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By wildcurious, Aug 11 2017 11:30AM

Foraging can often be viewed as a rather serious affair.


Bring Burdock (Arctium genus) and children into the mix and this is changes.



Did you know Burdock was the inspiration for Velcro? Next time you pass by, check out the 'burs', you'll see what I mean.


The root is rich in minerals - a good source of Vit B6, Magnesium & Potassium and it can support a healthy digestive system.


The plant is cultivated inJapan for its edible leaf stems, known as Gobu. These are traditionally peeled and steamed.


You'll find Burdock in Spring, Summer & Autumn and the root is best harvested in the first year autumn...






By wildcurious, May 2 2017 04:55PM


Estuary or salt marsh plants offer a whole new world of captivating wild food experiences. Tidal salt marshes are home to a world of salty and succulent plants perfectly adapted to just their little niche.


At this time of year I feel deeply drawn to estuary areas with vivid memories of the flavours and textures the plants offer in abundance, and the grounded experience of gently picking individual leaves with the rays of sunshine bouncing of their silvery green and vibrant skins. For you salt lovers, these are unique spaces to play in, to learn and experience in.



By wildcurious, Apr 14 2017 05:16PM


Last Sunday I had the privilege of leading a Beech tree pilgrimage in Dartington, part of the Wild Church year of tree pilgrimages. As we began our journey we held both the lightness and warmth of the sunshine alongside the darkness of loss close to some of our hearts.


Our journey began with a meeting of pilgrims and a youthful little Beech trying hard to escape her woodland edge confines. Still a few weeks off bud bursting meant the shapely elegance of the Beech buds was apparent and a striking contrast to the Hazel, Sycamore and Ash already unfurling new leaves. Very young Beech leaves are not only edible but have a wonderful soft lemony sorrel flavour as they escape their vibrant little pink jackets.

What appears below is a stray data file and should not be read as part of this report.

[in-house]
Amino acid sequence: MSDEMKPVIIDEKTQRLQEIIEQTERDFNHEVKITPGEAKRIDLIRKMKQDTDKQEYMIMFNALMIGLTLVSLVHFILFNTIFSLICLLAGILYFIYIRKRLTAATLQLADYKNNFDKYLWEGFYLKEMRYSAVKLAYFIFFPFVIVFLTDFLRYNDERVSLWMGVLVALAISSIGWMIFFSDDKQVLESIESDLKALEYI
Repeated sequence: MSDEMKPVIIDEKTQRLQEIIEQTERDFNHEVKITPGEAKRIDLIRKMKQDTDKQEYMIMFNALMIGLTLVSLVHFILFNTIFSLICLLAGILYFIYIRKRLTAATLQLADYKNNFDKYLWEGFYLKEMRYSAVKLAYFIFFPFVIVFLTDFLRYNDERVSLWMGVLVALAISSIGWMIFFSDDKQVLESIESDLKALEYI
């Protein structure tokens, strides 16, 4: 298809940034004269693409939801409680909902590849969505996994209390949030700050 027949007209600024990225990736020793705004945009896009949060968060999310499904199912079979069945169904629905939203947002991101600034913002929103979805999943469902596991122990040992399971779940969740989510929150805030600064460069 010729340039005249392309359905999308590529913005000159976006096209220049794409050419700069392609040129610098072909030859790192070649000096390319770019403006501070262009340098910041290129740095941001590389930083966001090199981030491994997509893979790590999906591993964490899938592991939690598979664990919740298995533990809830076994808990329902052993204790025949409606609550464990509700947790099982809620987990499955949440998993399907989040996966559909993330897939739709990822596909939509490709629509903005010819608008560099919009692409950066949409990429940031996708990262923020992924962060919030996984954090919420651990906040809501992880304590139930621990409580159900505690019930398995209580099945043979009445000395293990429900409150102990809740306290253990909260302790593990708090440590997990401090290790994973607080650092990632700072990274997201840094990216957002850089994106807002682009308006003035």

Noticing the fine details of the tree is an immediately grounding way to draw our attentiveness to the fore. The beginning of making acquainting, developing a relationship with these trees...

By wildcurious, Mar 31 2017 02:09PM


It’s easy to be drawn to Magnolia trees at this wildful time in spring. Have you noticed how they beckon, how they draw you in from the unworn edge of your eye?


Some plants and trees have a subtlety about them. Not Magnolia. She is showy and vibrant and calls for attention as she unfolds her floral display.


As foragers we are interested in the wild edibles, but the medicinal history and properties of Magnolia are hard to overlook. The bark of Magnolias (M. officinales and others) have been used for centuries in traditional eastern and western folk medicine for gastric problems, depression and anxiety to name just a few. And in recent years the evidence has grown for Magnolia’s efficacy in treating anxiety, likely because of a compound in called ‘honokiol’, the acting anxiolytic ingredient. Researchers have found that honokiol and another chemical called ‘magnolol’, found in the bark, are up to 1000 times more potent than Vitamin E in antioxidant activity. It’s thought that these two compounds contribute to the main anti-stress and cortisol-balancing action of Magnolia. Magnolia grandiflora


In just a few weeks Magnolia’s floral beauty will have danced to the ground. So why not make your acquaintance with her.